Become stronger links in the mission chain

  • Published
  • By Chief Master Sgt. Bart Ellis
  • 22nd Aircraft Maintenance Squadron
Are you someone's mentor? It's not something we normally discuss. I am not talking about being a supervisor, being a mentor to someone is much more.

Webster's dictionary defines a mentor as a wise and trusted teacher or counselor. In addition to Webster's definition, I believe mentors must be admired.

In my opinion, we choose our own mentors. An immediate supervisor is in the best position to be a mentor, as this is where interaction occurs almost daily. Ideally, this is the best situation for both the mentor and mentee. I also believe there are different levels of mentorship dependent upon daily interaction. Some of those who I consider my mentors were not in my chain of command nor did I have daily contact with.

Have you heard this before: You need to "mentor" Sergeant Stratotanker into finishing his degree. I have, countless times, (finishing a degree is an example) used the term mentor (in these cases) as slang. We are confusing the word mentor with discuss or advise. Sergeant Stratotanker might take your advice but, if you are his mentor chances are he will follow through and finish the degree.

The challenge is how to get Sergeant Stratotanker to choose you as his mentor. We don't receive formal mentorship training; there is no class. It is something we must learn on our own. I think trust, time and admiration are the biggest building blocks in getting there. Maybe the best way to learn is to compare ourselves to those we consider to be our mentors. What did they do in order for you to accept them as a mentor? Learn from your experiences, do what they did. See how powerful a mentor can be. We're learning something from them and they don't even know.

I learned an important lesson from an awesome leader I've admired since I was an airman first class. I first met him on McChord's flightline; it was the typical cold and wet Washington weather while I was working to launch my aircraft on its cargo mission. We ran into a delay and the pilot came down from the flight deck and must have noticed I was somewhat nervous while he was talking to me. I was new to the Air Force and this was the first time I had to answer directly to a lieutenant colonel. I don't remember my exact comment or what the subject was but, I said something like "I'm not as important as you, Sir." He told me, "No one out here is more important than the other. We all have an important job to do and we can't do it without each other. The only thing different is the level of responsibility."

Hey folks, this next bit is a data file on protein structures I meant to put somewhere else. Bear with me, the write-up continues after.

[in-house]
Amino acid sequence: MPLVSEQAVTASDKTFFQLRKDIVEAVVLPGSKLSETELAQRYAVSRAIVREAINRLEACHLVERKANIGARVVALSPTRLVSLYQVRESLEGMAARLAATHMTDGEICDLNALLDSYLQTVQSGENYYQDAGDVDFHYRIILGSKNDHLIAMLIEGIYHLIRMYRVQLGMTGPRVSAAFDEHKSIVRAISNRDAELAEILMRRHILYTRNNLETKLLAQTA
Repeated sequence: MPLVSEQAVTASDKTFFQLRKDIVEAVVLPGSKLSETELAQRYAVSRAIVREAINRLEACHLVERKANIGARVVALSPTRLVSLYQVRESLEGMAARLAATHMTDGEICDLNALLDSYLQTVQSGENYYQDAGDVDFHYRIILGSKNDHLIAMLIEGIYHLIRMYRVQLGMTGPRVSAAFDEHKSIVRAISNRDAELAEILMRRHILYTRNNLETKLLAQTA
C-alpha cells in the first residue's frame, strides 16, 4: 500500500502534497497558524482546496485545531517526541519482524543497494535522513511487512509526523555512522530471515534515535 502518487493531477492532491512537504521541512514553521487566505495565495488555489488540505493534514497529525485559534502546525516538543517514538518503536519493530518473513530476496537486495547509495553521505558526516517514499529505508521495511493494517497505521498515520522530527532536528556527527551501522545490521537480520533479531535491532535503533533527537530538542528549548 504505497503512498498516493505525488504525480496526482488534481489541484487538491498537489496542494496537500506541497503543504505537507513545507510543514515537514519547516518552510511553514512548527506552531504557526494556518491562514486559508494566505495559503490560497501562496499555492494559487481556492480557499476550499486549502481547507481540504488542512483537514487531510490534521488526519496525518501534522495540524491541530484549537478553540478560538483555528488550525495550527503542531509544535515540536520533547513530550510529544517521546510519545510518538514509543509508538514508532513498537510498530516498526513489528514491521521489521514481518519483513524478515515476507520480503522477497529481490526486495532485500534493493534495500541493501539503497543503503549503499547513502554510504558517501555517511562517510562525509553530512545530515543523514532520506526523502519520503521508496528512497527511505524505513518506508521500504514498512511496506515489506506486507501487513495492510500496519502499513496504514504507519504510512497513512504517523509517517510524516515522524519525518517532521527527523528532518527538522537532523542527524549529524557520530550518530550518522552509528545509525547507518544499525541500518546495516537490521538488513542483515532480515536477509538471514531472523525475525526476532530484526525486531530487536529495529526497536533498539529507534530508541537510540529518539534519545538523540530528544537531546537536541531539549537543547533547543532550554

"Wow, I'm as important as a lieutenant colonel," I thought to myself. At first I thought it was just a pep talk but, the more I thought about it, how right he was. I have often reflected upon this conversation. This conversation left a lasting impression upon me and I have repeated his way of explaining importance to many people. It also made me realize how the mission is jeopardized if just one task is not done correctly or if one person does not perform as expected. Just like links in a chain, all have to be as strong or stronger as the next to keep holding the load.

I consider this man I met on the flightline to be one of my distant mentors, and I try to keep tabs on him. He won my respect and admiration back then because he took the time to explain something to me, a new Airman.

He was not in my chain of command then, but several years later he became my group commander and now, it was no surprise to me when he made similar comments during his recent video address to Airmen. That man I met, General Norton Schwartz stated "....everyone contributes. No one adds greater value to our collective mission than another."

We all have to work as a team to accomplish the mission. Improving ourselves and leading others to become better performers must be part of our job. It will greatly improve efficiency and get the mission accomplished. We will become stronger links in the mission chain.

Prepare and present yourself to be someone's mentor, be admired. Core values, professionalism, self-improvement, lead by example and learn from your mentors. By the is not important if someone does not tell you they consider you their mentor. You will know when they personally thank you for helping them achieve their goal, whatever it might be.